POSTED Fri. Jan 23, 2015
Antoine's Celebrates 175 Years
Adam Karlin
Written by ADAM KARLIN

One time, I wandered past 713 St Louis St and the iconic facade of Antoine’s and got a little angry.

A tourist couple had just emerged from the restaurant’s dimly lit interior. They squinted in the French Quarter sunlight and muttered, “Well, that was old school.” The tone of their voice implied they weren’t paying the restaurant a compliment.

They were already about halfway down the street when I sputtered, ineffectually to myself, “It’s Antoine’s.”

To expand on that thought process: at Antoine’s, old school is the point. The restaurant celebrates 175 years of dining this year, making it the oldest dining establishment in New Orleans, and the oldest family run restaurant in the country. In the Tree of Life of New Orleans cuisine, it is the roots: the originator of much of the Louisiana Creole cuisine that is indelibly bound up in the identity of New Orleans.

With all this in mind, one should never dismiss this venerable location with a description like ‘old school.’ That’s like knocking the ocean for being wet. Besides, New Orleans – our city of preserved architecture and roots music and wide boulevards and yes, fading walls and peeling paint and lagging infrastructure, often embodies the concept of old school. If you don’t like old school, this may not be the right town for you.

I’m not trying to be dismissive of new things, by the way. But let’s recognize that there is beauty in tradition and history, and that few restaurants bear those qualities like Antoine’s.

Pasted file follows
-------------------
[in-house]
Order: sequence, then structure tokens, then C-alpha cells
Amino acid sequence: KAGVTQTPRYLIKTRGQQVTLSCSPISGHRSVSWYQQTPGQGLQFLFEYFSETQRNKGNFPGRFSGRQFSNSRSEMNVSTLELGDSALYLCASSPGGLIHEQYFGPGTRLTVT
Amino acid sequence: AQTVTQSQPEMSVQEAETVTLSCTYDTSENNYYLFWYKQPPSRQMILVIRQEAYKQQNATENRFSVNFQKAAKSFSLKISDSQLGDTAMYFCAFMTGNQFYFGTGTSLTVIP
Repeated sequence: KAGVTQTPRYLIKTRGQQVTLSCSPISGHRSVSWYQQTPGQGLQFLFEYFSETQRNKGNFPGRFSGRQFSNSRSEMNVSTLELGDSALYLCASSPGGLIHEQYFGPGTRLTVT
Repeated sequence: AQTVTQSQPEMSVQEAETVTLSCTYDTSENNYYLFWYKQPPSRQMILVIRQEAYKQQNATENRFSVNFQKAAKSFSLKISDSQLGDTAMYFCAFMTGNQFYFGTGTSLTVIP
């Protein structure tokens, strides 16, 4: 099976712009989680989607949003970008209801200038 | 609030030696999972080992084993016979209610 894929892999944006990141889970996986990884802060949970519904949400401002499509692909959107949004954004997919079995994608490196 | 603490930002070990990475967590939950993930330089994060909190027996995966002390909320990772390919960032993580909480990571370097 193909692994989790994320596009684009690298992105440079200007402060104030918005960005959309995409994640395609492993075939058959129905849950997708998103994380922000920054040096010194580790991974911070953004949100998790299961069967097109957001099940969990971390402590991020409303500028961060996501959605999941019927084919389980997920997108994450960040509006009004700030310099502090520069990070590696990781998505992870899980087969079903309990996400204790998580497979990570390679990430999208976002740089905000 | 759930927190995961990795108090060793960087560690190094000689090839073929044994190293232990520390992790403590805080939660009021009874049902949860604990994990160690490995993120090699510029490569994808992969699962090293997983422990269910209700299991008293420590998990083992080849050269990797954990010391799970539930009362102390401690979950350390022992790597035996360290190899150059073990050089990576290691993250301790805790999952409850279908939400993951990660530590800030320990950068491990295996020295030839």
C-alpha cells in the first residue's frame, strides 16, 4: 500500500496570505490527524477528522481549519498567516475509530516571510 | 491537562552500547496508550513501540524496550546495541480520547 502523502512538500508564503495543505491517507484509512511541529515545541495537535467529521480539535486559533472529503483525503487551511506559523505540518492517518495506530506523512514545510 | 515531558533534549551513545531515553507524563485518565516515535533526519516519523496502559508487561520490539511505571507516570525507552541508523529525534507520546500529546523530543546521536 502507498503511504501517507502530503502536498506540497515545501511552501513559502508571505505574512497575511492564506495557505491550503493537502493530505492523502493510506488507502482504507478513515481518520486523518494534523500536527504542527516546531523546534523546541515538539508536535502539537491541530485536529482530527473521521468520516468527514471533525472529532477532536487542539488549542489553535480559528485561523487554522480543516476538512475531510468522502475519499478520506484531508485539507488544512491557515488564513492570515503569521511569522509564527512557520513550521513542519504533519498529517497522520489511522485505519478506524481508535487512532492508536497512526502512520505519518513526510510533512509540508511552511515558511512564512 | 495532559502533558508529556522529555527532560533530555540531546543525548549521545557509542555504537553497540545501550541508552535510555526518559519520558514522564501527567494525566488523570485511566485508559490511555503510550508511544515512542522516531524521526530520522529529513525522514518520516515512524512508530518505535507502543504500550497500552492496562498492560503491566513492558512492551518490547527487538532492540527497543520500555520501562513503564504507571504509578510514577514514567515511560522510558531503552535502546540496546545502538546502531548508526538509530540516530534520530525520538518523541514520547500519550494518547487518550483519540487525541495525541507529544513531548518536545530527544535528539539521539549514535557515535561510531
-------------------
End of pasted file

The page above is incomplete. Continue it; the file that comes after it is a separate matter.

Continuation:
Founded in 1840 by Antoine Alciatore, it was Antoine’s son Jules who invented signature dishes that have gone on to become cornerstones of New Orleans cuisine, including Eggs Sardou and Oysters Rockefeller.

The latter stands out for me in particular as a Platonic ideal of the Louisiana Creole approach to food. Namely: take a rich thing (oysters), and make it mind-droppingly richer (via melted butter sauce).

If tradition and indulgence are defining qualities of New Orleans, they are present in equal measure in Antoine’s. This was a fine dining spot back when eating out was an activity only the uppermost of classes engaged in. You can easily pick up on this historical reality amidst the restaurant’s 14 dining rooms, themed for the Mardi Gras krewes that provided the aristocracy that largely made up Antoine’s clientele.

In the 21st century high end cuisine has become a far more egalitarian prospect, and while Antoine’s is at the top of the eating budget scale, it’s multiple dining rooms likely entertain as many tourists as old New Orleans elites. But the place is still owned and operated by fifth generation relatives of Antonie Alciatore. Wait staff positions are passed down between family members. The bones of this restaurant run deep as the river.

Give yourself a chance to sample this bastion of the old school during its 175th year in business. We recommend the five course classic menu ($68-75), which traverses some of the scope of fine Creole cuisine. Bob app!

Image courtesy of Antoine’s.


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